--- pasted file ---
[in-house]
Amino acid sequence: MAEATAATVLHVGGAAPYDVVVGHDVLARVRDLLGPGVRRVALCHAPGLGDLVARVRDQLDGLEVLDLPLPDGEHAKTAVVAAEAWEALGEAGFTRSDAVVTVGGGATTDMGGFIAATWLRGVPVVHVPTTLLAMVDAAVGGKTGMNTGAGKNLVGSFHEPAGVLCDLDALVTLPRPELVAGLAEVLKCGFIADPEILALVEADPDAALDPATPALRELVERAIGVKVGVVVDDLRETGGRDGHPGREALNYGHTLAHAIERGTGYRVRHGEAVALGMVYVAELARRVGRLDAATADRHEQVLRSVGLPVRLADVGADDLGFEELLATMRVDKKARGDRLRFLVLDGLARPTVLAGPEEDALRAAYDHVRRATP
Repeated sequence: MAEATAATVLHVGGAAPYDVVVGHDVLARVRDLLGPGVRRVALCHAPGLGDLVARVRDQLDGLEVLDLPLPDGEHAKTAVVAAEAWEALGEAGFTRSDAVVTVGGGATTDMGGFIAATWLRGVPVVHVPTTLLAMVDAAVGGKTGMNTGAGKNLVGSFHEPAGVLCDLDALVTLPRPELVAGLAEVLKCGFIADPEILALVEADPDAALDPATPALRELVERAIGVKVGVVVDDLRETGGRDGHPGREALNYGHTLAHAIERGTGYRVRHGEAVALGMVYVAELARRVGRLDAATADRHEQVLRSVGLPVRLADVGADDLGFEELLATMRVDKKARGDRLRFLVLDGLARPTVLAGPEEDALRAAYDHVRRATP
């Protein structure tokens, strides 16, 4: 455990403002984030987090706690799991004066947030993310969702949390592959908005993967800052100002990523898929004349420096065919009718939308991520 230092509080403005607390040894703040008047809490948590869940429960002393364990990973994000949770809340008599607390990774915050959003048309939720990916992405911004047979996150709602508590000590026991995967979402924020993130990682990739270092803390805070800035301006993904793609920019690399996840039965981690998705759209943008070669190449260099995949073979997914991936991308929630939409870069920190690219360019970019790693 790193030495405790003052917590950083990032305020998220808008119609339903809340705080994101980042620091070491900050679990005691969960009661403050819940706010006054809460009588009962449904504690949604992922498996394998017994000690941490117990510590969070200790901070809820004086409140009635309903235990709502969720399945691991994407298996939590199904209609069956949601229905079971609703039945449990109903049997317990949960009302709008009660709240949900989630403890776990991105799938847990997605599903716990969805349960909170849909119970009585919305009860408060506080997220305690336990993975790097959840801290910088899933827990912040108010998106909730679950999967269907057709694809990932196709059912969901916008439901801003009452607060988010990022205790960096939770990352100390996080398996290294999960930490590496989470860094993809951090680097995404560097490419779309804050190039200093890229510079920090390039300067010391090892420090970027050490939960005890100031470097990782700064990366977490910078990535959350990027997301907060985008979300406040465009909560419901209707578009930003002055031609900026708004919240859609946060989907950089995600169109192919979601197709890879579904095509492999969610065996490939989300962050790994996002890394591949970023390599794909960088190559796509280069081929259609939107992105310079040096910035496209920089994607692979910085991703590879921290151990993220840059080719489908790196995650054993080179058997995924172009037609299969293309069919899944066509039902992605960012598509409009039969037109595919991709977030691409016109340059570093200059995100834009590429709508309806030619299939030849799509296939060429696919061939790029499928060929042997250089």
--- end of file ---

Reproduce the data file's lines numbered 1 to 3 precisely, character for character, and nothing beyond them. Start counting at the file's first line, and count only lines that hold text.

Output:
[in-house]
Amino acid sequence: MAEATAATVLHVGGAAPYDVVVGHDVLARVRDLLGPGVRRVALCHAPGLGDLVARVRDQLDGLEVLDLPLPDGEHAKTAVVAAEAWEALGEAGFTRSDAVVTVGGGATTDMGGFIAATWLRGVPVVHVPTTLLAMVDAAVGGKTGMNTGAGKNLVGSFHEPAGVLCDLDALVTLPRPELVAGLAEVLKCGFIADPEILALVEADPDAALDPATPALRELVERAIGVKVGVVVDDLRETGGRDGHPGREALNYGHTLAHAIERGTGYRVRHGEAVALGMVYVAELARRVGRLDAATADRHEQVLRSVGLPVRLADVGADDLGFEELLATMRVDKKARGDRLRFLVLDGLARPTVLAGPEEDALRAAYDHVRRATP
Repeated sequence: MAEATAATVLHVGGAAPYDVVVGHDVLARVRDLLGPGVRRVALCHAPGLGDLVARVRDQLDGLEVLDLPLPDGEHAKTAVVAAEAWEALGEAGFTRSDAVVTVGGGATTDMGGFIAATWLRGVPVVHVPTTLLAMVDAAVGGKTGMNTGAGKNLVGSFHEPAGVLCDLDALVTLPRPELVAGLAEVLKCGFIADPEILALVEADPDAALDPATPALRELVERAIGVKVGVVVDDLRETGGRDGHPGREALNYGHTLAHAIERGTGYRVRHGEAVALGMVYVAELARRVGRLDAATADRHEQVLRSVGLPVRLADVGADDLGFEELLATMRVDKKARGDRLRFLVLDGLARPTVLAGPEEDALRAAYDHVRRATP